(b) Capital resource can enable the entrepreneurs to have command over factors of production. For this, he needs purchasing power in the form of credit and capital which he can borrow from banks and other financial institutions.

Thus, credit and bank plays a vital role in economic development. Credit enables the entrepreneur to buy producer’s goods which he needs for conducting new experiments and innovations. The invention in one field of the economic activity will induce inventions in the related fields. Thus, credit creation becomes an important part of the development model.

Role of Profits:

An entrepreneur innovates to earn profits. Profits are conceived “as a surplus over costs: a difference between the total receipts and outlay, as a function of innovation”. Profits arise due to dynamic changes resulting from an innovation. They continue to exist till the innovation becomes general.

Breaking the Circular Flow:

Schumpeter regards economic development as a dynamic and discontinuous process. The society progresses through trade cycles. In order to break the circular flow, the innovating entrepreneurs are financed by bank credit expansion. Since investment in innovation is risky, they must be paid bank interest on it.


Once the innovations becomes successful and profitable, other entrepreneurs follow it in “swarm like clusters”. Innovations in one field may induce other innovations in related fields. For example, the emergence of a motor car industry, may in turn, stimulated a wave of new investments in the construction of highways, rubber tyres and petroleum products etc. But the spread is never cent percent.

Breaking the Circular Flow

The spread of innovation can be explained with the help of a figure. 1 where percentage of firm is taken along Y-axis and time is along X-axis. The curve OL represents that firms adopt an innovation slowly to start but soon the adoption of innovation gains momentum but it never reaches 100 percent adoption by firms.

Feature # 3. Business Cycle or Cyclical Process:

The next component of development according to Schumpeter is the business cycle. Schumpeter’s approach to business cycle or crisis is historical, statistical and analytical. He believes that business cycle or crisis is not merely the result of economic factors but also of non-economic factors. Schumpeter concludes that crisis is the “process by which economic life adapts itself to the new economic conditions”.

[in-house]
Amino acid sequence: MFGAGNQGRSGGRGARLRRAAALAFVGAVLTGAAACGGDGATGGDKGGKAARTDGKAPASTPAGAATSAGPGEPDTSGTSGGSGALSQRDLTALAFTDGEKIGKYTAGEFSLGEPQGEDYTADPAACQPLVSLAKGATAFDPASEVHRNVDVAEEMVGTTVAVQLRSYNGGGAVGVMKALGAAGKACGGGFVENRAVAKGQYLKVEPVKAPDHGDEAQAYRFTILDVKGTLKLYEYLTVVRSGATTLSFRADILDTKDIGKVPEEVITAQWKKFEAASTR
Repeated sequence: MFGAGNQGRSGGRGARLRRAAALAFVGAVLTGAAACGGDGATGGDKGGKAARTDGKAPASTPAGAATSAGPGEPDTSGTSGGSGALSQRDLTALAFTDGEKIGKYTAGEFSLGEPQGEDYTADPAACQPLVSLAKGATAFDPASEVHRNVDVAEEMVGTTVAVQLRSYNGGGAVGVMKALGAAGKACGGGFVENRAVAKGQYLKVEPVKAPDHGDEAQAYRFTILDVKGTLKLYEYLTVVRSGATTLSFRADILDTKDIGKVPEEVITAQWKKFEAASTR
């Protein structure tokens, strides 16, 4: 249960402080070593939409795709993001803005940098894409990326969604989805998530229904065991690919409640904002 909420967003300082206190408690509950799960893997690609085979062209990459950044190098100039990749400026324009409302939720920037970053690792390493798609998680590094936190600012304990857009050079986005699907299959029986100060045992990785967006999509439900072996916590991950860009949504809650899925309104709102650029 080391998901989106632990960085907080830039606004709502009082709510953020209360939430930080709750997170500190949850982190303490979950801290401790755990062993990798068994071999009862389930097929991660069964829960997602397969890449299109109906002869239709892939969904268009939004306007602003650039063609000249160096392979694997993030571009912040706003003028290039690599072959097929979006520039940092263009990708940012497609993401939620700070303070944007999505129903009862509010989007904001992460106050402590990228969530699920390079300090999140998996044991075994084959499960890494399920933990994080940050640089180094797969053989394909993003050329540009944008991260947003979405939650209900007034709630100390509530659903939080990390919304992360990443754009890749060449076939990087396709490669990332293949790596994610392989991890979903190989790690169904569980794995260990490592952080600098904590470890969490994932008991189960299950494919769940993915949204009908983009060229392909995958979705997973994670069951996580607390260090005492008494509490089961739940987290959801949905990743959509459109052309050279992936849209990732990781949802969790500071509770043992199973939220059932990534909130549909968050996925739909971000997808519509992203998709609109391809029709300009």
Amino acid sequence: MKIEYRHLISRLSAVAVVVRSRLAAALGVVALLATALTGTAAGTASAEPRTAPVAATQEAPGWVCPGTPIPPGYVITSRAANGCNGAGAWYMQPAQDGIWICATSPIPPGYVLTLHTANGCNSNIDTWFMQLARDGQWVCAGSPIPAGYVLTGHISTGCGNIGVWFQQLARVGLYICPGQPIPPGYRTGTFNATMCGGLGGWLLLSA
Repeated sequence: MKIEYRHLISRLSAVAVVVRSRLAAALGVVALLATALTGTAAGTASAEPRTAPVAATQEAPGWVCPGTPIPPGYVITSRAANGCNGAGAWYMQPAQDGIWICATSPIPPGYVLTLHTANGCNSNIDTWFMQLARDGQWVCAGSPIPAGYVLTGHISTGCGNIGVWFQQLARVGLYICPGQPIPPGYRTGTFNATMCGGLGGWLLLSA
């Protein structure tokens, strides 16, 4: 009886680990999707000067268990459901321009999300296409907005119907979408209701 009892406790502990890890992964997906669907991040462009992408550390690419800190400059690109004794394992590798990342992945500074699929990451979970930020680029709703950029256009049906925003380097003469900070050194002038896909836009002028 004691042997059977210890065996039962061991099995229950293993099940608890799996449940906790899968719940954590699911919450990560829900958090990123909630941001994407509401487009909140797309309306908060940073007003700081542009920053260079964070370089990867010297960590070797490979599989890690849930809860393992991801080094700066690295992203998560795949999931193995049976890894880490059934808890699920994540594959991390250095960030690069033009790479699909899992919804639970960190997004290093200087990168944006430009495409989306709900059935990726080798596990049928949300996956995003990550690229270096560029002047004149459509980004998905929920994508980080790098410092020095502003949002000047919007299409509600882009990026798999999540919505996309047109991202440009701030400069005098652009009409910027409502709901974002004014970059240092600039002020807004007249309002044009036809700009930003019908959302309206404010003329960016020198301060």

After explaining Schumpeter’s approach to business cycle or crisis, we shall now proceed to discuss the working of business cycle. How booms and depression appear and collapse? Bank credit is an essential element of Schumpeter’s model. According to Schumpeter, the creation of bank credit is assumed to accelerate money incomes and prices in the economy.

It creates a cumulative expansion throughout the economy. With the increase in the purchasing power of the consumers, the demand for the products increases in relation to supply. The rising prices and the high rates of profits stimulate producers to raise investments by borrowing from the banks.


The credit inflation starts with the entrance of new entrepreneurs in the field of production, which superimposes on the primary wave of innovations. This may be called boom or prosperity period. In this stage, the economic activities reach their maximum heights and the idle or unemployed resources are minimised.

During the boom period, the new products start appearing in the market with the entrance of new entrepreneurs. These products displace the old ones and thus decrease their demand in the market. Consequently, the prices of old products fall. With a view to liquidating their stocks, the old firms start selling their goods at a low price and hence most of the firms incur losses and some firms are even forced to run into loss.

Investment declines and unemployment starts, leading to a fall in the aggregate demand. As the entrepreneurs start repaying bank loans, the quantity of money in circulation is reduced and prices start falling. Profits too decline and come to zero point. Uncertainty and risk increase. A wave of pessimism sweeps the entire economy and the boom period ends with the appearance of the phase of depression.